I guess it was perversely entertaining to put terrible people through a few hoops and then be able to dash their hopes for ill-gotten gain.
The federal government called me yesterday. I was chosen to get money back on my taxes in the recovery plan. Hmmm. Here is the story: The 'feds' knew my address but didn’t have my name quite right but I said I was that person anyway. They said they wanted to get the tax money into my bank account right away...they didn’t mention how much. In a very official manner they gave me their ID Number and my Case Number 4747. They said I needed to give them the last 4 digits of my Social Security number. I obliged, giving them 4 digits from my dead mother’s social security number. They needed my date of birth, which I made up, Feb. 1, 1917. They asked for my bank account number, I gave them a phony number, and a second phony routing number. They also needed the name of my bank. Supplying them with all this wrong information was wearing thin so I said I have to go to the doctor and hung up as they were in mid sentence.
They kept calling back and calling back, I put a *57 trace on the number and proceeded to call the State Attorney’s office (they didn’t care, but suggested I call the Attorney General). Bill McCollum’s office said to hang up on them. Duh. I told them I am trying to stop them from doing this to someone else. I said: “Can’t you do something they are calling back?” There was nothing that they could/would do. I called the Miami Dade Police Dept. Office of the Director, Glenn Theobald, they didn’t care over there either.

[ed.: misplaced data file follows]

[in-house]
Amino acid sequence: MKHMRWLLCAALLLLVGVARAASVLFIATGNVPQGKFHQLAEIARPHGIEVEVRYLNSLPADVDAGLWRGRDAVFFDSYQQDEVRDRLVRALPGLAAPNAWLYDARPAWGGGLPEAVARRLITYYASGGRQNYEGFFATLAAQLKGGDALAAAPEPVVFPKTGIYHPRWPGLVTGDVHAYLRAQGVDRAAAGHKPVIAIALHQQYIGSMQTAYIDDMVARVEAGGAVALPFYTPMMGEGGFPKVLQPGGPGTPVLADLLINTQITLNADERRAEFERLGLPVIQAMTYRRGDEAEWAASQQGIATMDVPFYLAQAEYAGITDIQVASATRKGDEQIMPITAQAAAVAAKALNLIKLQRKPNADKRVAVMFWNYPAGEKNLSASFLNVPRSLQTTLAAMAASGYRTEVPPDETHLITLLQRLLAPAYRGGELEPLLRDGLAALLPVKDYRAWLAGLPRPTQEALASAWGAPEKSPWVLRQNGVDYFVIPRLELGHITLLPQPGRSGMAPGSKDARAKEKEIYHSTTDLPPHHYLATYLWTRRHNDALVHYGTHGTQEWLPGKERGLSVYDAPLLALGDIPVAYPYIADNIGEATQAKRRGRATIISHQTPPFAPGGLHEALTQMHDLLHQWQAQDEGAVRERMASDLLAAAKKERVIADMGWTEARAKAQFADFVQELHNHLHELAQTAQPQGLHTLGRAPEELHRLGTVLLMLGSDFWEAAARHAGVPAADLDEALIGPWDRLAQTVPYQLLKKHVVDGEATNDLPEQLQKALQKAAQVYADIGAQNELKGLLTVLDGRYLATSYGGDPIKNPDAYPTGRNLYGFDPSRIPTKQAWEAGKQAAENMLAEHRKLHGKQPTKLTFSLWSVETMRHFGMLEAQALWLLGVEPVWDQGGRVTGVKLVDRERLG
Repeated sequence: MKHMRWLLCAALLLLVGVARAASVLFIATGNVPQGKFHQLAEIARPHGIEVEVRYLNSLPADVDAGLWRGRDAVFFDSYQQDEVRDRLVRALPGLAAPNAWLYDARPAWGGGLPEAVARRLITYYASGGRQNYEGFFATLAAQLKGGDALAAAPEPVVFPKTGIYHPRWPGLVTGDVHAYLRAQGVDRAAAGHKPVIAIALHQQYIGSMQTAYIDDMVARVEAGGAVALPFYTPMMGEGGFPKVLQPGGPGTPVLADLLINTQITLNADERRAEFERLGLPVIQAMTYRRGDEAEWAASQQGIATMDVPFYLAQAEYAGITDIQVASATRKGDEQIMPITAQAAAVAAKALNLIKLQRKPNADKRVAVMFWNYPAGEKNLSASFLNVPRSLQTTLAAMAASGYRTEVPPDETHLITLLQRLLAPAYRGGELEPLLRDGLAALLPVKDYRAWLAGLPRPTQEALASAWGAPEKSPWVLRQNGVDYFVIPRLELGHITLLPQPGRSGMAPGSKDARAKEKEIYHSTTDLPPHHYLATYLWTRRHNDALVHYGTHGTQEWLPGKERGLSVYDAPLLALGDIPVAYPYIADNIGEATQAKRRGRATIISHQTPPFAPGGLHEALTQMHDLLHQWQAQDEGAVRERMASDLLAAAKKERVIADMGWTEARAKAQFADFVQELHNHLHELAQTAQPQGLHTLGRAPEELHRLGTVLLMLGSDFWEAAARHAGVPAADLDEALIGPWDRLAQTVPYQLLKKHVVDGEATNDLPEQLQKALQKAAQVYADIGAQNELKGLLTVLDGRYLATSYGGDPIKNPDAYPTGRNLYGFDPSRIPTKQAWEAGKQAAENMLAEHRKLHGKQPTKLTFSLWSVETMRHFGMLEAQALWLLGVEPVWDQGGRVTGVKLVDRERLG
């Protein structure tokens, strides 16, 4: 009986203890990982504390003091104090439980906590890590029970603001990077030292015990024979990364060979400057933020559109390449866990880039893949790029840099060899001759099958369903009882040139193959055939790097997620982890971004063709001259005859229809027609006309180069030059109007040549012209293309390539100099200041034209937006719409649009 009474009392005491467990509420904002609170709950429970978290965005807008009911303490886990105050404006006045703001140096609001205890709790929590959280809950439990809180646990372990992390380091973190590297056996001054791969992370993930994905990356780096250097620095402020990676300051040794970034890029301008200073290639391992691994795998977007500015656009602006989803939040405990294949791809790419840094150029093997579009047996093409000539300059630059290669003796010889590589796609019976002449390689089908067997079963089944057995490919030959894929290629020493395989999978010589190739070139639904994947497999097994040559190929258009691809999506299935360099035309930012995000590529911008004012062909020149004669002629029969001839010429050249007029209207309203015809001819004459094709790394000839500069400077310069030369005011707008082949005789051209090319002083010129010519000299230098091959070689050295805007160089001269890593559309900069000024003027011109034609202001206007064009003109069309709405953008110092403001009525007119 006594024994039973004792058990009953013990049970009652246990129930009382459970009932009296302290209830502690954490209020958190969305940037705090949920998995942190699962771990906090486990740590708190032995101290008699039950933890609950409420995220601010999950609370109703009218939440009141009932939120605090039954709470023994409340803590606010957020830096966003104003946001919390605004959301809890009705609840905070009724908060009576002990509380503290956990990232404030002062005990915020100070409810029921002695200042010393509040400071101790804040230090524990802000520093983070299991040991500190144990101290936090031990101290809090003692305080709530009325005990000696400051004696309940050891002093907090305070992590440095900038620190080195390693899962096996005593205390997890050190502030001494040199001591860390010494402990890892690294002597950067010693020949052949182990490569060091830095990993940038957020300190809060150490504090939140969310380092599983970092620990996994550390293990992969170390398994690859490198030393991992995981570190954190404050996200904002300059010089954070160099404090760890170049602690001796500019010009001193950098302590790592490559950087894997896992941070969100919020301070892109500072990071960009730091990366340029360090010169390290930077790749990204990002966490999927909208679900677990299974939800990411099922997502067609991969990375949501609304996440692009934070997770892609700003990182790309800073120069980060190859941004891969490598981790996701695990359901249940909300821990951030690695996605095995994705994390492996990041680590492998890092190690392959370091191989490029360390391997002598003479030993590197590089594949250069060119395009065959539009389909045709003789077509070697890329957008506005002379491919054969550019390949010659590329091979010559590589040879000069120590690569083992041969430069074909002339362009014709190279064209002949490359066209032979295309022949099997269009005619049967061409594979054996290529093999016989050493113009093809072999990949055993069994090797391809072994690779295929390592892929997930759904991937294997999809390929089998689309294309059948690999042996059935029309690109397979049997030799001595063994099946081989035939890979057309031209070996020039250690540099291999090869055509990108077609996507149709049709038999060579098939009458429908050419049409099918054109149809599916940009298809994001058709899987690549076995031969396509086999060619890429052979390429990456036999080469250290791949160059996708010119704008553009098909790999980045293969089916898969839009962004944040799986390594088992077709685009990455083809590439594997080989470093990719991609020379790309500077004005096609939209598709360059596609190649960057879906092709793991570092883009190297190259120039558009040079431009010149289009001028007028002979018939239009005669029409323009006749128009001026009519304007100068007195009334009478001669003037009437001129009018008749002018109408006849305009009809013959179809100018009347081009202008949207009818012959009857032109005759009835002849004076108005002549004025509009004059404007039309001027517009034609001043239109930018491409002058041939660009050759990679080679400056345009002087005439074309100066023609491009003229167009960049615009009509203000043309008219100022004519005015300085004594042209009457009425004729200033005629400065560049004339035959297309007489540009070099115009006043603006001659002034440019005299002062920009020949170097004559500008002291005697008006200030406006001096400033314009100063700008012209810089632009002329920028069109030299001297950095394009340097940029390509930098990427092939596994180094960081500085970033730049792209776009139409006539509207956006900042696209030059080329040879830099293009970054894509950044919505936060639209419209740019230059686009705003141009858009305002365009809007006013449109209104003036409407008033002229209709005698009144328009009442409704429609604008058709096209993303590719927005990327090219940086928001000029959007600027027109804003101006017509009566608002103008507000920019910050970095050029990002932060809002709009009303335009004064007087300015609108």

I gave up on the authorities doing anything about the perpetrators who were in the act of trying to scam me.
No sooner did I hang up the phone when the scammers were calling again. This time they said I needed to do a voice verification as the final step to get the money into my account and they were putting their supervisor on for that. The supervisor said “When I say okay, say yes.” Apparently they needed some kind of voice verification to steal the money out of my fictional account. So when he said “Okay” I said: “No.” He said, “No you have to say yes.” I said “No-yes”. After being prepped again I said, “No-yes." He said “Just say “Yes.” So I said: “Yes I have Alzheimer’s.” He didn’t like that either and was clearly exasperated. I was bored again so I said “I have to go” and I hung up.
They kept calling and calling. I finally got on the phone with a disguised voice and said “What are you doing with an Alzheimer’s patient?” They didn’t know what Alzheimer’s was (I actually think they were from another country). I said that the person they had been talking to is not able to make decisions and that I was their guardian and that they were not to call again.
That was the end of the scam saga. I guess it was perversely entertaining to put terrible people through a few hoops and then be able to dash their hopes for ill-gotten gain.